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Tips & Tricks for Submodeling with Boundary Contact Surfaces

Simple Global Model with Nonlinear Contact and Variable Bolt Pre-Loads | FEA Consulting
June 7, 2016 By: Peter Barrett

Calculating localized peak stresses used in determining fatigue life can be very computationally expensive with large complex finite element models.  When including the fidelity of mesh needed to capture the local stress concentration, the global model often becomes either impossible to solve or very inefficient.  This scenario is particularly a problem for nonlinear analyses, where often, numerous contact surfaces require a very large number of analysis iterations. 

Engineers often turn to submodeling as a means of obtaining detailed stresses using an independent finite element model.  The submodel’s displacement boundary conditions are extracted from the global model via displacement interpolations and the submodel is solved as an independent simulation.  In general, one should avoid having the submodel intersect with a contact region, but often this can be geometrically challenging.  This post shows that it is possible to use the submodeling procedure where the cut boundary displacements cut through a nonlinear contact surface, provided the analyst carefully follows the methodology outlined herein.

Figure 1, above, illustrates the demonstration global model, where a nonlinear contact surface extends along the entire pipe-flange external boundary.  Successful submodeling requires a 5 step procedure as outlined below to be successful when contact is present on the cut boundary.

1)  Build and analyze the global model:

a.  The global model mesh must be fine enough to capture the global stiffness with a reasonable representation of the displacement response throughout.  For contact submodeling, extra attention should be given to assure that a fine enough mesh is in place along the boundary where the contact cut-boundary edges will occur.  If the global model mesh is too coarse, artificial stress concentrations will occur in the submodel at the boundary contact interface.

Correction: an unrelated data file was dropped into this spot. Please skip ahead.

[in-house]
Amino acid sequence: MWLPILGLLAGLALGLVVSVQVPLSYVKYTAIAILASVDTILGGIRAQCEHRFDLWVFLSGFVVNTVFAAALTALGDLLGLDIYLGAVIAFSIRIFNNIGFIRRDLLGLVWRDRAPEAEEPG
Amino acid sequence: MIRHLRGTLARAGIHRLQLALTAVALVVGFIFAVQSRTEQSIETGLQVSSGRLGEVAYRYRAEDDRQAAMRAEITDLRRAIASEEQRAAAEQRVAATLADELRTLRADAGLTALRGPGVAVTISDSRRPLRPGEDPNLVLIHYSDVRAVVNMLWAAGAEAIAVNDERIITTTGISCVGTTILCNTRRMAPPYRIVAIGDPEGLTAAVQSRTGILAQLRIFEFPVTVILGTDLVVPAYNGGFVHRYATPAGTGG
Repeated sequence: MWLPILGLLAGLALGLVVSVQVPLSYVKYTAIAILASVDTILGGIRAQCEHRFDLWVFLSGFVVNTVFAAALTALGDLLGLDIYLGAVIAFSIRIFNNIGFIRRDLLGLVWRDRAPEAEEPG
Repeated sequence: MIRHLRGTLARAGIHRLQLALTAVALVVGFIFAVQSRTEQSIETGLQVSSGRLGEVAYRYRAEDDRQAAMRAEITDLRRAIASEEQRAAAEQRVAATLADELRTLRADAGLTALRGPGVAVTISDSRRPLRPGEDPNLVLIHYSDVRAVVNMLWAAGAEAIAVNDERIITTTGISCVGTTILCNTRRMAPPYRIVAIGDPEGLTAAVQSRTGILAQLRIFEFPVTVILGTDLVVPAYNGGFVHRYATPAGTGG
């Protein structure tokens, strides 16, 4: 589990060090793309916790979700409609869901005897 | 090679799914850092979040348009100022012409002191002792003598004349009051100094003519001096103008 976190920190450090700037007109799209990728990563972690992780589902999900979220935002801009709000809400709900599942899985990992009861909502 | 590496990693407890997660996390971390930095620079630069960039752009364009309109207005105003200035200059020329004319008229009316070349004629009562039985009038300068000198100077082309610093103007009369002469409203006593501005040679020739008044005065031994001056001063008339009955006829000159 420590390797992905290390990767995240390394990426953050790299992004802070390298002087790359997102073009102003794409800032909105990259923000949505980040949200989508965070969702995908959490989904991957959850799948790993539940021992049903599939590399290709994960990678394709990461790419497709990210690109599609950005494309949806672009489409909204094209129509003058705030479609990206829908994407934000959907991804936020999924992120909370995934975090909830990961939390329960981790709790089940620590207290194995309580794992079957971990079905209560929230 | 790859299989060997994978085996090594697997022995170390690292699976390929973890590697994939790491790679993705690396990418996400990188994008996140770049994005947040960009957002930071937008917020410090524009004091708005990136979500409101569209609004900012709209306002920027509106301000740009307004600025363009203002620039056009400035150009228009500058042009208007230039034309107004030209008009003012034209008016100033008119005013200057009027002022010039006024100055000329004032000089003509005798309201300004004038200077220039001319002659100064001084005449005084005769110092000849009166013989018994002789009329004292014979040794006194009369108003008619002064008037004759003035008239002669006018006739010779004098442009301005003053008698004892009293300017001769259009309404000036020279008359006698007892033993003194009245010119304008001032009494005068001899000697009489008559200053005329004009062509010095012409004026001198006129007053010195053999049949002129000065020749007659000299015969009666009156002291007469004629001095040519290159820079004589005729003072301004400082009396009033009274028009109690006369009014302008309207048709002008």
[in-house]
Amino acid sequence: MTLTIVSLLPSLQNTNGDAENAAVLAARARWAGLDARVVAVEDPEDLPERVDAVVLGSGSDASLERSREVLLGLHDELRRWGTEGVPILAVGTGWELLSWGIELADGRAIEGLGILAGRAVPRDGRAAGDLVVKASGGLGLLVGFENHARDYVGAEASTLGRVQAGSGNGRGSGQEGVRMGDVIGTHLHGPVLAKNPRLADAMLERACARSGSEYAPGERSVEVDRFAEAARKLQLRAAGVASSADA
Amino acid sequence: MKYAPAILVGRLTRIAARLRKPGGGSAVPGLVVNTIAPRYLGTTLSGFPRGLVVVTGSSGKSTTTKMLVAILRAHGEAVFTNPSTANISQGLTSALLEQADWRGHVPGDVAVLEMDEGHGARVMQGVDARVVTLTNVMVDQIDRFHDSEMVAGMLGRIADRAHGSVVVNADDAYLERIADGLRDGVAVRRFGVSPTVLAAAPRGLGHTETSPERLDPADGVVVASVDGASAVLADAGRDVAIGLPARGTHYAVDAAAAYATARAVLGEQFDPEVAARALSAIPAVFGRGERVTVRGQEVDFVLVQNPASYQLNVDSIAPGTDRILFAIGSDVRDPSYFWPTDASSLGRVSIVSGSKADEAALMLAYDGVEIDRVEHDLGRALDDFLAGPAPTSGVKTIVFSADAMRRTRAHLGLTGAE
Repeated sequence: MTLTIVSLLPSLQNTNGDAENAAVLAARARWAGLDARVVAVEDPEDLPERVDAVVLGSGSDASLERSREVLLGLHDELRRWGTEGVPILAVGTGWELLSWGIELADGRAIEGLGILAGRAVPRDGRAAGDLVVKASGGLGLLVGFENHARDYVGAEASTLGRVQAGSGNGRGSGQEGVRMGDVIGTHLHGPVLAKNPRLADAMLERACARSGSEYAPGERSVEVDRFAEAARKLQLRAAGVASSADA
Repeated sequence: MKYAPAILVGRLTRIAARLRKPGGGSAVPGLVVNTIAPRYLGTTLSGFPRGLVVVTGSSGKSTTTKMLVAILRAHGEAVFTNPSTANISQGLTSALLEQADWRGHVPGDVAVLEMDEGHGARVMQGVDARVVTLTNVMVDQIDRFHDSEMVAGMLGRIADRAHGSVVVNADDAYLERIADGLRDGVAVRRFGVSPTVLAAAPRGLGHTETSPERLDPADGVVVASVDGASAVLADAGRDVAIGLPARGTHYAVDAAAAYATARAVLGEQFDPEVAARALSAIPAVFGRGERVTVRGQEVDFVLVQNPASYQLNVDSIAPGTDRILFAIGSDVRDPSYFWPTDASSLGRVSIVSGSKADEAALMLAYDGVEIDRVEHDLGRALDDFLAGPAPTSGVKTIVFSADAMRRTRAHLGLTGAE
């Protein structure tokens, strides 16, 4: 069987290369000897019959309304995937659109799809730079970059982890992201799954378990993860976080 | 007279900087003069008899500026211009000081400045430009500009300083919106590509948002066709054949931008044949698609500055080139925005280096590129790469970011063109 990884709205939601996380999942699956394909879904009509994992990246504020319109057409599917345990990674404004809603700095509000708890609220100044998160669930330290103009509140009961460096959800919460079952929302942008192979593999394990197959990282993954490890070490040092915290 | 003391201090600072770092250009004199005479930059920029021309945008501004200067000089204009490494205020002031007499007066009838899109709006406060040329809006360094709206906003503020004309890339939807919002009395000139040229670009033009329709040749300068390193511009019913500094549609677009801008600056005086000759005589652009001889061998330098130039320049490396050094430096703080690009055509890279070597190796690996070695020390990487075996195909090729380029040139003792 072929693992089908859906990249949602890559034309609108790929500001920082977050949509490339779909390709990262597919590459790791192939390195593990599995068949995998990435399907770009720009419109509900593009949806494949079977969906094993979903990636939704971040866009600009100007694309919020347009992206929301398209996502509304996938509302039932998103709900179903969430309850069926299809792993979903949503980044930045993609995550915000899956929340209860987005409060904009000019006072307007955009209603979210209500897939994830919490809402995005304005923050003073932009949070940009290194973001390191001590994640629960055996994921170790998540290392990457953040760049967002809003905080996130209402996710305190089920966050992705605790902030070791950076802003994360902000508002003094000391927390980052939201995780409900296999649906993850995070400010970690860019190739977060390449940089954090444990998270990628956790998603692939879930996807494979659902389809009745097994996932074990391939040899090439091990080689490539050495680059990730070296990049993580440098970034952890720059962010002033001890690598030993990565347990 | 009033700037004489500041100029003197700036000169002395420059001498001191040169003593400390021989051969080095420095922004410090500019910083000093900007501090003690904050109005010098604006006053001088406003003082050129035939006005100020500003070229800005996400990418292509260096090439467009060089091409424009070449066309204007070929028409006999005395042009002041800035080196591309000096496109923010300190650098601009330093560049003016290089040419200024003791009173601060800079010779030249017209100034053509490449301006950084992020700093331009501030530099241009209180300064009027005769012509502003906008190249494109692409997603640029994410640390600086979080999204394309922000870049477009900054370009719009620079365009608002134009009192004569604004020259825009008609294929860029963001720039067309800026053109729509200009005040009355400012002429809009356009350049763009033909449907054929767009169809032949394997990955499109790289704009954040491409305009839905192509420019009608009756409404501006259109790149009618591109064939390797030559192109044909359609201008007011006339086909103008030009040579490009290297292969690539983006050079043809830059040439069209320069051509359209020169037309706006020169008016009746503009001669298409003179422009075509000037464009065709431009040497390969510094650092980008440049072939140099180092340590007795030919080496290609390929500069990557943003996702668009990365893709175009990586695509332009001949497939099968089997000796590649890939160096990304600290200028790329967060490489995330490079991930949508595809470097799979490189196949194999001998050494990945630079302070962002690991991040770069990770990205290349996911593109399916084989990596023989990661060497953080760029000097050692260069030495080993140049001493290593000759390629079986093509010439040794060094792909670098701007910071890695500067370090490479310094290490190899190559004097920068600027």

b.  Be sure to store the displacement history for all load and substeps in the global analysis results file, such that a consistent set of incremental submodel displacement files can be created.

c.  In most cases, I would suggest activating large deflections to assure that any contact gaps are accurately computed in both models.

d.  Solve the global analysis and postprocess to determine peak stress areas and areas of relatively low stress gradients.  The low stress areas are ideal locations where the submodel geometry boundaries can be formed.  Make sure that if the boundary contact region includes a partially open connection so that there are enough elements along the boundary to provide a reasonable prediction of transition from open to closed contact.

2)  Build the submodel:

a.  The independent submodel region geometry boundaries should be located away from the areas where peak stresses are needed.  Ideally, they should be in areas of relatively low stress gradients.  Figure 2 illustrates the submodel mesh used in the example.  In addition to matching geometry, materials and loading sequence, one must also match the contact settings (friction, stiffness controls, etc.) for the boundary contact elements.  This is key, since displacements will be imposed from the global analysis on these nodes thus the stiffness of the global and submodels must match.  Interior to the submodel, local fillets can be added if needed, but these must be far away from any boundaries.